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Jenksie
Last seen: 2 weeks 6 days ago
Joined: 11/7/19
Posts: 2
Boat survey in winter?

Ahoy! My husband and I are seriously considering a '96 36 MKii. It's our first boat purchase--we bought into a partnership previously. But it's November and the boat is on the hard and shrink wrapped--that's how I looked at it. 
How have others done a winter survey?
Make a commitment and have it surveyed in the spring? And keep looking for boats as alternatives? 

Have it partially surveyed, then put $ in escrow for the engine in spring? Seems risky. 

Your experiences are much appreciated!

Susan
Boatless, but not for long.
Chicago. Great Lakes.

Pgutierrez's picture
Pgutierrez
Last seen: 3 weeks 1 day ago
Joined: 5/14/12
Posts: 136

Ask to see the detailed service records or invoices.  When you see them,take a digital picture.  Get the marina mechanics contact info - he / she can give you their impression about the boat overall condition.   

--

peter g

2000 C36, MK2, Hull. #1897
wonderful, wonderful, wonderful ! ! !.   5 th Catalina

 

 

Jenksie
Last seen: 2 weeks 6 days ago
Joined: 11/7/19
Posts: 2

Thanks, since posting this I did speak to the marina mechanic and he gave it a big thumbs up. Funny thing, he said that surveys are a waste of money...that all boats have some water. And this made my partner uneasy. We are still going to get a survey. But now it's November, and are not sure how to proceed. Or if we just wait it out and make an offer in spring.
 

KevinLenard's picture
KevinLenard
Last seen: 3 days 14 hours ago
Joined: 1/28/15
Posts: 136

Susan, my old boat and our current were both surveyed on the hard.  You need a survey for insurance purposes unless the previous owner has a recent one (ask to see it).  Any decent surveyor (good ones are well worthwhile -- look for reviews of whoever you use -- ours was Ben Miller of Insight Marine Services out of Green Bay, VERY good survey) will be able to tell you all of the issues -- AND CAN DO SO BETTER -- while the vessel is out of the water.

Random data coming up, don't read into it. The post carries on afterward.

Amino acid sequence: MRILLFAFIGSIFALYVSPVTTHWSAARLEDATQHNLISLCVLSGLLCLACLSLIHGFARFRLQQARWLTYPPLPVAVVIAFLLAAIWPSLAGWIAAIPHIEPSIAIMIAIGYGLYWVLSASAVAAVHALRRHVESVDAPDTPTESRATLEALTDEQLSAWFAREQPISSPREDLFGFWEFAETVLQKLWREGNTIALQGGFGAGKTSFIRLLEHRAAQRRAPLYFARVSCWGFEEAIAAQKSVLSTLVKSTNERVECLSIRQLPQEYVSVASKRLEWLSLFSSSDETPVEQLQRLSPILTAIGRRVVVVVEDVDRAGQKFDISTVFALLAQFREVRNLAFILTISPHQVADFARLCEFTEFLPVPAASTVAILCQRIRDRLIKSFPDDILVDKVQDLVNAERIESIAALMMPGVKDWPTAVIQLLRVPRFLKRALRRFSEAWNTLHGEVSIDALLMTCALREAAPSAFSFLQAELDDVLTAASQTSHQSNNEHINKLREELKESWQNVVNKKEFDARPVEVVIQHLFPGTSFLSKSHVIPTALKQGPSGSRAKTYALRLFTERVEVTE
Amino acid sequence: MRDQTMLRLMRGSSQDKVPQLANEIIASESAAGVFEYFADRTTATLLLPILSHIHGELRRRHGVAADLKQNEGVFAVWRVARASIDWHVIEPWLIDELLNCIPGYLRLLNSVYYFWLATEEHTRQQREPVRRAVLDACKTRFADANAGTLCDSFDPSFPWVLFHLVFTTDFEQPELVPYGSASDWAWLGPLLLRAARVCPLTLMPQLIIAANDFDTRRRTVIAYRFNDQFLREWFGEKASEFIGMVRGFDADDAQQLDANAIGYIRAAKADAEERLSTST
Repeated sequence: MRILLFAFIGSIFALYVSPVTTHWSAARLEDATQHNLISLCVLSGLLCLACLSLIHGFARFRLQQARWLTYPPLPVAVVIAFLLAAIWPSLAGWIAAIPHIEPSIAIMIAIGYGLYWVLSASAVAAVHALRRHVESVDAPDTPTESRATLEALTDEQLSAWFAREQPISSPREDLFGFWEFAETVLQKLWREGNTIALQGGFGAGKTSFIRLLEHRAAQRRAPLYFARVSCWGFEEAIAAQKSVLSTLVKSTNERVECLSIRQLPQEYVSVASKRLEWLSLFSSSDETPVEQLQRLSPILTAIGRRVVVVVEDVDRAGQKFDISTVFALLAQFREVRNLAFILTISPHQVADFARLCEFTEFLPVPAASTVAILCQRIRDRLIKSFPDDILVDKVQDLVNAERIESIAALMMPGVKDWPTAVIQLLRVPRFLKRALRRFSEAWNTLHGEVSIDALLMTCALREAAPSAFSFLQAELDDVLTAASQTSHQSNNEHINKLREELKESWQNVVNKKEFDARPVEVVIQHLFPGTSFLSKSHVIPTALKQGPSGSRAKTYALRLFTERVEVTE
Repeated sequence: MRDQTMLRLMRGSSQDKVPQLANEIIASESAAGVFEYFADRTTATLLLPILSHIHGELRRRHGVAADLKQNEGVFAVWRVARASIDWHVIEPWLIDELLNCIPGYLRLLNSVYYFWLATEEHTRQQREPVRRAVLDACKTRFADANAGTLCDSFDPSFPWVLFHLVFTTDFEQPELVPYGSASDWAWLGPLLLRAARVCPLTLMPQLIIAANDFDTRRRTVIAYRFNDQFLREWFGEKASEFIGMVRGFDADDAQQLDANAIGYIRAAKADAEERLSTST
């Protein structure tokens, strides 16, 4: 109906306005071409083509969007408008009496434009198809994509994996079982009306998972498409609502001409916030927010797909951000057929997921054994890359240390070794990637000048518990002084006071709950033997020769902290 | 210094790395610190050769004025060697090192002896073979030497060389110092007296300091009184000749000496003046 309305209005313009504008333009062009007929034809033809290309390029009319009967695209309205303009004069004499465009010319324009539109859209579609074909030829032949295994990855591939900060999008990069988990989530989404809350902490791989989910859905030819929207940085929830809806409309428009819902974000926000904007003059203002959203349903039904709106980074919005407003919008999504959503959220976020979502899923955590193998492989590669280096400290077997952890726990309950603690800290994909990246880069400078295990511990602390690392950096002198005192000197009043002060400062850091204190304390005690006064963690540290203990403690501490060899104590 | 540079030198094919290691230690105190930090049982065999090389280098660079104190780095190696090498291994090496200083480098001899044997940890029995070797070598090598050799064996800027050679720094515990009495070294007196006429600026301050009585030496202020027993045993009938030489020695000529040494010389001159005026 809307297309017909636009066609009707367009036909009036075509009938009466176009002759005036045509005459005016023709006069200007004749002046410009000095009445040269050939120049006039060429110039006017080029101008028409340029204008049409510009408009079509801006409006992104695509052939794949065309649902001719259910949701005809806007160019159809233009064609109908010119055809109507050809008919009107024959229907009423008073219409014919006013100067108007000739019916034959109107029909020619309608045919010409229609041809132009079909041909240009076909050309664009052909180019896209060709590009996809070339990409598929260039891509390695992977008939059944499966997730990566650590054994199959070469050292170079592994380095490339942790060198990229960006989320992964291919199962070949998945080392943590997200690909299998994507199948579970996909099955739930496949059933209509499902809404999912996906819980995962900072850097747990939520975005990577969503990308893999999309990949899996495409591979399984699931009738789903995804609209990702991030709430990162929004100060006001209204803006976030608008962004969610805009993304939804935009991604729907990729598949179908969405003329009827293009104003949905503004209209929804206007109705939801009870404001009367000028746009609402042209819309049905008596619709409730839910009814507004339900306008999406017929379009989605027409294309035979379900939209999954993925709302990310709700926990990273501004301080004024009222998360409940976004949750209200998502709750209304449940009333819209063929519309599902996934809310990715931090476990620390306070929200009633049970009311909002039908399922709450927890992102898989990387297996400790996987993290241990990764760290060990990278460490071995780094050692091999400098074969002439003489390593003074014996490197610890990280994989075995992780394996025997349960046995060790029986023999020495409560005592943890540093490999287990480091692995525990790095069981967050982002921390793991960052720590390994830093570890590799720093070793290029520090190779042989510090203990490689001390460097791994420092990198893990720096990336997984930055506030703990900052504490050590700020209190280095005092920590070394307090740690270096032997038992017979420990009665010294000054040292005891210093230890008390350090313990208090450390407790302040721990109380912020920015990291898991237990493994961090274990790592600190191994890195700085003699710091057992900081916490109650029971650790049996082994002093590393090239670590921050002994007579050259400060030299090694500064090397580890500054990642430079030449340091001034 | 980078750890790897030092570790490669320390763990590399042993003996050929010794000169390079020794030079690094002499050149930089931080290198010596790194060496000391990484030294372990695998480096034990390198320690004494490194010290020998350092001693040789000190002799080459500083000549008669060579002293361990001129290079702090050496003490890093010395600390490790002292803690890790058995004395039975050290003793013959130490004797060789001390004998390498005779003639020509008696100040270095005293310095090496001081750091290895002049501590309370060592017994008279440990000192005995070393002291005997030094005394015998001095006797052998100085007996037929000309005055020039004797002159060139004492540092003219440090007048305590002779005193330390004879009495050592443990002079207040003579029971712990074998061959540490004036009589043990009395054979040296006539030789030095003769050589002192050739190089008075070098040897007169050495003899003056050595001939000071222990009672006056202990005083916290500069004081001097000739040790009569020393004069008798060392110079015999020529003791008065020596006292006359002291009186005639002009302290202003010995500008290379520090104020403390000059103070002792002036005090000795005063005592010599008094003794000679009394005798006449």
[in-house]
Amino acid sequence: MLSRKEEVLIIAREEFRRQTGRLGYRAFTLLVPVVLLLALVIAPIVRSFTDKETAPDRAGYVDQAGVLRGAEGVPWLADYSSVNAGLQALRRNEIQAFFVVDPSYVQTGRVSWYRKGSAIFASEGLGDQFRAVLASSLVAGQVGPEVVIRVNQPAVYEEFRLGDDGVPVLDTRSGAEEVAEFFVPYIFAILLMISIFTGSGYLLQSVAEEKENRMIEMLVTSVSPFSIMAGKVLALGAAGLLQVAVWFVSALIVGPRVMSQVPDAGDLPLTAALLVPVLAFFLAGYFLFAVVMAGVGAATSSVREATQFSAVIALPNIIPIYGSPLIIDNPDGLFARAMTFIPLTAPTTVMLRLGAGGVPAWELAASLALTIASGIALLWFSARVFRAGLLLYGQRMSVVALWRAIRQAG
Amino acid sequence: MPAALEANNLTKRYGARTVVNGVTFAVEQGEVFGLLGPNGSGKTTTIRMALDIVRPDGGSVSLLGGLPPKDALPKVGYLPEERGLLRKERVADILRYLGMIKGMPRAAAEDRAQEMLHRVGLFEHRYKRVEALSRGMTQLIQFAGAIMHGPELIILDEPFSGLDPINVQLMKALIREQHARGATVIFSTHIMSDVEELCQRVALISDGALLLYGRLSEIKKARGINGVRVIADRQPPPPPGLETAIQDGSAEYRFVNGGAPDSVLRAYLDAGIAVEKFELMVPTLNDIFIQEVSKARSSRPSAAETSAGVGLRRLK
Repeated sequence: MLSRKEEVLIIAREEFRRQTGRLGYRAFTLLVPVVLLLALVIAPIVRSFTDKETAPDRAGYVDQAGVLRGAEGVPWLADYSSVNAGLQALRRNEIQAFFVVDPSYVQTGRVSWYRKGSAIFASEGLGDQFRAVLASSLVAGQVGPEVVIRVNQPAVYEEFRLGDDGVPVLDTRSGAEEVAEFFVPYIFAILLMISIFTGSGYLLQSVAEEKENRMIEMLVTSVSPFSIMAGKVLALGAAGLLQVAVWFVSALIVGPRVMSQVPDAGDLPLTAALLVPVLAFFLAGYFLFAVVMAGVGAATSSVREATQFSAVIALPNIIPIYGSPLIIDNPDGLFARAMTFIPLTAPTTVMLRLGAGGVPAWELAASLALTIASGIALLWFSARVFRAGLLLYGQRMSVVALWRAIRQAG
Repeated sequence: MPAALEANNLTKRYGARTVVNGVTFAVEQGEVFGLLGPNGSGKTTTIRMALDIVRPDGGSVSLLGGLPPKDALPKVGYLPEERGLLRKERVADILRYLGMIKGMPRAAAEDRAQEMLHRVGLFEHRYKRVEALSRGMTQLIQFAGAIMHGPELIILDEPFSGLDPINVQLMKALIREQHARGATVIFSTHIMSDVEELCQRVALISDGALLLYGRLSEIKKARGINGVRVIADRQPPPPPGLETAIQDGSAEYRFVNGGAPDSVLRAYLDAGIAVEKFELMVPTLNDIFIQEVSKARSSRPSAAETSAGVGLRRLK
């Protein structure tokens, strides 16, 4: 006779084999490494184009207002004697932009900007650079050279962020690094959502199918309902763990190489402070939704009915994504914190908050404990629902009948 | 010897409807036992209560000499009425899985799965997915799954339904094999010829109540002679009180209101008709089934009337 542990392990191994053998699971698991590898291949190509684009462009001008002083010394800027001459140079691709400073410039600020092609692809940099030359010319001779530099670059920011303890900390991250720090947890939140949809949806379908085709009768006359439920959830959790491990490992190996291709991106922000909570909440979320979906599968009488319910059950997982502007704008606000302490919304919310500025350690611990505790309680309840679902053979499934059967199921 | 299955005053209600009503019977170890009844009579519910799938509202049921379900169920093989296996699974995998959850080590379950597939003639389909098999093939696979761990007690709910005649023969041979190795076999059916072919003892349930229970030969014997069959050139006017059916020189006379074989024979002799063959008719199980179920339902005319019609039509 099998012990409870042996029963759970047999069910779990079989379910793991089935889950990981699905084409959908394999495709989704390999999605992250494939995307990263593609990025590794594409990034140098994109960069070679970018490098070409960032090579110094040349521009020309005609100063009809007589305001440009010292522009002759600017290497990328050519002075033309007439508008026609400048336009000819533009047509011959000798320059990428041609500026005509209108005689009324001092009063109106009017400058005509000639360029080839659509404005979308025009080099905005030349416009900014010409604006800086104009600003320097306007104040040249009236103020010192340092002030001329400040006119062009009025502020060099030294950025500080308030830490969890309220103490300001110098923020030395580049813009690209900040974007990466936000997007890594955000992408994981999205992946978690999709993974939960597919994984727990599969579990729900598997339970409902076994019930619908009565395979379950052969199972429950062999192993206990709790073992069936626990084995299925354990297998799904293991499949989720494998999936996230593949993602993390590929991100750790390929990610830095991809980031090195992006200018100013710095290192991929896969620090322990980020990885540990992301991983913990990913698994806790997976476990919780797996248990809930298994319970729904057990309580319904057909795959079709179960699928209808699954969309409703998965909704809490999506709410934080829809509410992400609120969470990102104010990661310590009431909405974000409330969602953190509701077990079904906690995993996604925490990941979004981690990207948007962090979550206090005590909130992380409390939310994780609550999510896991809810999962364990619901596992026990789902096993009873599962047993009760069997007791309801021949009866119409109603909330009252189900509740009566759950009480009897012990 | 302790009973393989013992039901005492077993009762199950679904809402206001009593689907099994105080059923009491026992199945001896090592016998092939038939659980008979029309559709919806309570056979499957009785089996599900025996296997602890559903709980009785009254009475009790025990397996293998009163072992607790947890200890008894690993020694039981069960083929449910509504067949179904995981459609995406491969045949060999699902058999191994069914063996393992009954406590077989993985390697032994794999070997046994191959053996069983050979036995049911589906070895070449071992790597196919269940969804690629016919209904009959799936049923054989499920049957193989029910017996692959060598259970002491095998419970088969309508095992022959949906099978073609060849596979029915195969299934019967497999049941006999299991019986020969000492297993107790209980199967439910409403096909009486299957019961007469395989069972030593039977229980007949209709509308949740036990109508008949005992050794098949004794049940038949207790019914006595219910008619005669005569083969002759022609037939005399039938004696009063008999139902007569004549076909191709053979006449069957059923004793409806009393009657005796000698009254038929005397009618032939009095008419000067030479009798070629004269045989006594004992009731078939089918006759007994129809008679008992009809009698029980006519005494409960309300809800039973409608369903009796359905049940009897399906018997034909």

I also had the marina that the boat was stored at run the engine and video tape it as we actually bought the vessel sight unseen based upon only the ad, communication with the broker, photos and the survey.  They simply put a water hose with a rubber gizmo up against the water intake on the underside of the hull.  No reason to wait to 'splash' the boat before buying.  Cheers, Kevin
 

--

Kevin Lenard
"Firefly"
'91 C-36 Tall Rig, Fin Keel, Hull #1120, Universal M-35 original (not "A" or "B")
CBYC, Scarborough, Ontario, Canada

pkeyser's picture
pkeyser
Last seen: 10 hours 2 min ago
Joined: 5/18/13
Posts: 405

Both our used boats had two part surveys- one while on the hard and one in the water.  The in-water one is important to understand the transmission and engine performance while under load, as well as prop and shaft vibration characteristics.  Being transmissions can be a weak point on our boats, you probably should consider a 2 part survey. You could negotiate with the seller to withhold money in escrow for the in-water part. You wouldn't buy a house without a home inspection. Unless you have money to burn, I wouldn't buy a moderately priced boat without a survey. 

--

Paul & Wendy Keyser
"First Light"
Newburyport MA/Rye NH
2005 C36 MKII #2257
Wing, M35B

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